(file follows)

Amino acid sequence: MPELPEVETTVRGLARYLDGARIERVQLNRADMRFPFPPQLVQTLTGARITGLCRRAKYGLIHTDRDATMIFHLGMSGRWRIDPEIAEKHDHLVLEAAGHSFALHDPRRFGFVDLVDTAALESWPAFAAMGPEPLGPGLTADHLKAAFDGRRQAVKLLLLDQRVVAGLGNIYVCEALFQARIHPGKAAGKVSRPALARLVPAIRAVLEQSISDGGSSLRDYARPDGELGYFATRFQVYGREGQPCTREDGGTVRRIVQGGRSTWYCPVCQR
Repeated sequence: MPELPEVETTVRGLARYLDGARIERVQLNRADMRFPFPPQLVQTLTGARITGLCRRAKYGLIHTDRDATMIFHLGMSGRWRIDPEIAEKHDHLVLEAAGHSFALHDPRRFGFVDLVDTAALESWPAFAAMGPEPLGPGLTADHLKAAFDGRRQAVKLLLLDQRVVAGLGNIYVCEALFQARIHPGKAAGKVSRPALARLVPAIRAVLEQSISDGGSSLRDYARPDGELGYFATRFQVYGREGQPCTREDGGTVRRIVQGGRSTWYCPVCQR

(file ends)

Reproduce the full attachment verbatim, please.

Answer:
Amino acid sequence: MPELPEVETTVRGLARYLDGARIERVQLNRADMRFPFPPQLVQTLTGARITGLCRRAKYGLIHTDRDATMIFHLGMSGRWRIDPEIAEKHDHLVLEAAGHSFALHDPRRFGFVDLVDTAALESWPAFAAMGPEPLGPGLTADHLKAAFDGRRQAVKLLLLDQRVVAGLGNIYVCEALFQARIHPGKAAGKVSRPALARLVPAIRAVLEQSISDGGSSLRDYARPDGELGYFATRFQVYGREGQPCTREDGGTVRRIVQGGRSTWYCPVCQR
Repeated sequence: MPELPEVETTVRGLARYLDGARIERVQLNRADMRFPFPPQLVQTLTGARITGLCRRAKYGLIHTDRDATMIFHLGMSGRWRIDPEIAEKHDHLVLEAAGHSFALHDPRRFGFVDLVDTAALESWPAFAAMGPEPLGPGLTADHLKAAFDGRRQAVKLLLLDQRVVAGLGNIYVCEALFQARIHPGKAAGKVSRPALARLVPAIRAVLEQSISDGGSSLRDYARPDGELGYFATRFQVYGREGQPCTREDGGTVRRIVQGGRSTWYCPVCQR